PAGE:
Sports are as much a part of college life as Thanksgiving or apple pie is part of American tradition. Nobody that participates or watches the games can be unaware of the potential for injury that competitive sports entail. Unfortunately accidents do happen and the question that must be addressed is do the students or families of injured students have recourse to compensation in a court of law?
Participating in College Sports
There are profound life lessons to be learned from the wholehearted participation in college life and a big part of that is supporting the school team whether as an athlete or as a spectator. Collegiate athletes must dig deeper than regular students in many ways and those who successfully find a way to balance their academic, sports and social commitments are seen as actively developing the positive characteristics of sportsmanship and integrity.
The friendships made at this time in a young life are likely to last a lifetime and it is in these formative years that leaders are forged. It is to be expected then that college athletes are full of hope and ambition; their parents rightly proud of their drive and competitive spirit.
The spotlight continues to shine on head injuries in the NFL. With a high profile movie starring Will Smith as NFL injury whistleblower, Dr. Bennet Omalu set to hit cinemas on Christmas Day, 2015, it is likely to only get brighter. What this means for NCAA athletes remains to be seen but for sure as parents of college players it helps to be informed of the risks involved.”
Imagine the devastation to all the family then when their child receives receives a catastrophic college sports injury in the process of playing a collegiate match.
College Sport Injury Awareness
Awareness of the dangers of collegiate football are growing with even President Obama weighing in on the issue. In January 2013, in an interview reported in New Republic, he said, “I'm a big football fan, but I have to tell you if I had a son, I'd have to think long and hard before I let him play football.”
Obama was referring to the potential injury to players and he went on to highlight the issues faced by collegiate athletes:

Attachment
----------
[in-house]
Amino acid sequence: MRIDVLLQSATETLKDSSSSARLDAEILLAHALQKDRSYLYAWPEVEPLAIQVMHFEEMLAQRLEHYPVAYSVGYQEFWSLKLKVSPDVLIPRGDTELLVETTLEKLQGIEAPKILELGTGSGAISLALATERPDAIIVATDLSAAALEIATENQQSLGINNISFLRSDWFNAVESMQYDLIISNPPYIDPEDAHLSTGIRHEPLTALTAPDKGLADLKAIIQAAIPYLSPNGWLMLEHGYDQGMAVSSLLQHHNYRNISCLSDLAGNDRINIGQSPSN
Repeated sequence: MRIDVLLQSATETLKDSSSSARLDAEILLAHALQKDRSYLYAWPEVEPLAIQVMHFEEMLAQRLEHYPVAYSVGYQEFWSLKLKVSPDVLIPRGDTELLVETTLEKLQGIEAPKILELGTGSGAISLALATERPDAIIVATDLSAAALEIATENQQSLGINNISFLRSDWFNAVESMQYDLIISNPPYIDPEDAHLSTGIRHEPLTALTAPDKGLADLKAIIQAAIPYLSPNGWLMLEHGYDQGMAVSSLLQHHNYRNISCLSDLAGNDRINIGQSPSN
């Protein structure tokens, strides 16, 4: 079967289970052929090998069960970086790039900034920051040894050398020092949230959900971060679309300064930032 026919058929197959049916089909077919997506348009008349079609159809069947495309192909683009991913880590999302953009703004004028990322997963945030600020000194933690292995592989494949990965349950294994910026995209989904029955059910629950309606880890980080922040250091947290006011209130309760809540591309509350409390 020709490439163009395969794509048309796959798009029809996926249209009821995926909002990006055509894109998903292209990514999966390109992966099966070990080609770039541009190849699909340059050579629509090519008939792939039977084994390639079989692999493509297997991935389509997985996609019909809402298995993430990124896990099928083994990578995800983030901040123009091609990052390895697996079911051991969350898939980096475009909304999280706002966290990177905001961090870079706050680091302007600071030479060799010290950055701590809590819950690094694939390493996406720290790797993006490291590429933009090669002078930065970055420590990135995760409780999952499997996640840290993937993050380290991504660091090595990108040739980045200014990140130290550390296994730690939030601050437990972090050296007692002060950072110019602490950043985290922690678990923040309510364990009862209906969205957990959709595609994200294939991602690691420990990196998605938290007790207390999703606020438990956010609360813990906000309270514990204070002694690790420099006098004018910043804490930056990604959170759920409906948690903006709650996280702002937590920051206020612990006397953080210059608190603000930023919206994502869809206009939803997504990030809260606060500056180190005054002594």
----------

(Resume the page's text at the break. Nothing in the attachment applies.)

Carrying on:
I tend to be more worried about college players than NFL players in the sense that the NFL players have a union, they're grown men, they can make some of these decisions on their own, and most of them are well-compensated for the violence they do to their bodies. You read some of these stories about college players who undergo some of these same problems with concussions and so forth and then have nothing to fall back on. That's something that I'd like to see the NCAA think about.
Even some NFL players are not keen on allowing their sons to play the sport including Bart Scott, Jermichael Finley and Rashean Mathis. Troy Aikman said on the subject; “I think that we're at a real crossroads, as it relates to the grassroots of our sport, because if I had a 10-year-old boy, I don't know that I'd be real inclined to encourage him to go play football, in light of what we are learning from head injury.”
If more evidence was needed on the dangers of head injury in professional football then the Frontline documentary, League of Denial, (the first part of which is reproduced below) lays them firmly to rest.
Pressure on the NCAA Forces Settlement
Obama's comment concerning the lack of protection for college players was made in January 2013. The Frontline documentary aired in October 2013 and went on to win a Peabody Award for, “…its dogged pursuit of evidence, meticulous argumentation, and willingness to take on the most powerful organization in professional sports…”. A description of the documentary outlines just how chilling it must be for parents of college players:
The documentary demonstrates not just a pattern of denial by the NFL, but also intentional efforts to repress scientific findings, discredit researchers, and create its own “scientific research” suggesting football is safe. Brain examinations of deceased college and high school players with CTE also suggest that such injuries can occur at much earlier ages than was previously thought. The result is that viewers may feel a bit uneasy with the implications of their own fandom for what is increasingly understood as a very unsafe sport.
In July 2014, after almost a year of negotiations the NCAA finally settled a class action head injury lawsuit by creating a $70 million fund to diagnose college athletes in contact sports including football, ice hockey, soccer, basketball, wrestling, field hockey and lacrosse. According to an article in The Oregonian the deal stops short of setting aside money to pay players who suffered brain trauma.
Instead, athletes can sue individually for damages and the NCAA-funded tests to gauge the extent of neurological injuries could establish grounds for doing that.
Be Informed of the Risks
The spotlight continues to shine on head injuries in the NFL. With a high profile movie starring Will Smith as NFL injury whistleblower, Dr. Bennet Omalu set to hit cinemas on Christmas Day, 2015, it is likely to only get brighter. What this means for NCAA athletes remains to be seen but for sure as parents of college players it helps to be informed of the risks involved.
Needless to say, if you or your child suffer a head injury or other trauma while participating in college sports, it is essential that you do not settle for the line that sport is an activity which carries inherent dangers and that therefore you have no rights to seek compensation for medical bills and ongoing problems. Seek the counsel of an experienced personal injury lawyer who can walk you through the law as it applies in your state and advise you on your rights to redress.